Following a string of US corporate and accounting scandals in the late 1990s, Congress passed legislation to make corporate financial disclosures more accurate and reliable. Named after the sponsors of the bill, the 2002 Sarbanes-Oxley Act (SOX) requires that corporate boards certify the accuracy of their companies’ financial reporting. Certified-public-accounting firms have benefited from more demand for their services.

While SOX forced better oversight for publicly traded companies, its effects on other organizations have been less clear. Research by Chicago Booth PhD candidate Raphael Duguay, Booth’s Michael Minnis, and MIT’s Andrew Sutherland focuses on private companies and nonprofits and finds that the law led to fewer audit services for the former and higher fees for the latter.

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The researchers say there’s a common market for auditors, meaning that public companies, private companies, and nonprofits purchase audit services from a shared pool of CPA firms. The firms have limited resources and, in times of demand shocks, reallocate workers to contracts that provide the highest returns.

Privately held companies are not required to purchase a financial-statement audit, but many nonprofits are, and their pricing data are publicly available. These two things enabled the researchers to observe changes in both the quantity of services purchased and the price paid for audits.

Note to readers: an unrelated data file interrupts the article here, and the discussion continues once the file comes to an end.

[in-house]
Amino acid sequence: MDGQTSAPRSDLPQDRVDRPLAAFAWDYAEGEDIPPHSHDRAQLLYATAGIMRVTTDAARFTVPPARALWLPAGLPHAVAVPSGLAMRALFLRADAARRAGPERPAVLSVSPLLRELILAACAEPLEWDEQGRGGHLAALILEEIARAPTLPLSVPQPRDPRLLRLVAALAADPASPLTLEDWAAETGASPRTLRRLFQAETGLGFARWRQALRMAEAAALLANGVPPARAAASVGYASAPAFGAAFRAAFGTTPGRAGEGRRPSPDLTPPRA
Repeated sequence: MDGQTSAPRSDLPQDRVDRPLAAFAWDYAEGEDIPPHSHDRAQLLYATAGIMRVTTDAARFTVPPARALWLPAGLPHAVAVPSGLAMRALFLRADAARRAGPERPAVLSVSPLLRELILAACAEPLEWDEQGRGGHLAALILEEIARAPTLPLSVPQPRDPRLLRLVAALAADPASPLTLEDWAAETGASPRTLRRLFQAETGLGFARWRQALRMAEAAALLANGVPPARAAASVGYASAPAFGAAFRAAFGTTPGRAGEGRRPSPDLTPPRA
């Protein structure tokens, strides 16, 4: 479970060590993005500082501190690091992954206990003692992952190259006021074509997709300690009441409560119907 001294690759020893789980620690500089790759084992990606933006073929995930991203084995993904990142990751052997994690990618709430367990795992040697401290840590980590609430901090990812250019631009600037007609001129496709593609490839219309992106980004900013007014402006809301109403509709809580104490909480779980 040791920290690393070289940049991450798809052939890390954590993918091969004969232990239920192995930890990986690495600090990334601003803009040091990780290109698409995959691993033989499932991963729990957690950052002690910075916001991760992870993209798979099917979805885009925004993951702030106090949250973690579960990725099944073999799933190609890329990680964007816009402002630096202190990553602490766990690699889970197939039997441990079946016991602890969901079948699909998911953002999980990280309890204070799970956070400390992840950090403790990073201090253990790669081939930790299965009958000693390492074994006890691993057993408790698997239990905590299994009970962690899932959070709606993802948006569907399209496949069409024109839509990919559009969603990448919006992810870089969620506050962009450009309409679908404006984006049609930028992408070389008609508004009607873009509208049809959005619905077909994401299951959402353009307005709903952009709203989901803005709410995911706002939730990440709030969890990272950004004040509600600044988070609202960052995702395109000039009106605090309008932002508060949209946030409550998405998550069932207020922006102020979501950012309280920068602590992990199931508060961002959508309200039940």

A lollipop-style column chart, with percentages on the y-axis and an x-axis with timeline of years before and after Sarbanes-Oxley started affecting auditors’ workloads, showing that auditors increased the fees for nonprofit organizations more than eight percent in the years after.A lollipop-style column chart, with percentage points on the y-axis and the years of 1995 to 2010 on the x-axis, showing that private companies’ use of certified public accountants for financial reports clearly dropped one to four percentage point after 2004, when Sarbanes-Oxley mandates went into effect. Before 2003, confidence bands with each lollipop bar illustration that the changes were not significantly different from zero.

Source: Duguay et al., 2017

The researchers exploited Section 404 of SOX, which requires a CPA firm to report on the effectiveness of a public company’s internal controls. This regulation effectively increased the demand for accounting services from publicly held companies. The researchers find that privately held companies, in turn, reduced their use of CPA-attested financial reports by 12 percent in just the two years from 2003 to 2005. Instead, they provided their banks with tax returns or internally prepared reports.

Moreover, nonprofits with auditors who became busy complying with Section 404 ended up paying higher audit fees or decided to switch auditors. The research finds fees increased 5 percent, while the probability of switching auditors increased 7 percent. In 2003 and 2009, more than 1,500 nonprofits left the Big Four accounting and audit firms (Deloitte, PricewaterhouseCoopers, EY, and KPMG), a 4 percent decline in market share for nonprofit clients.

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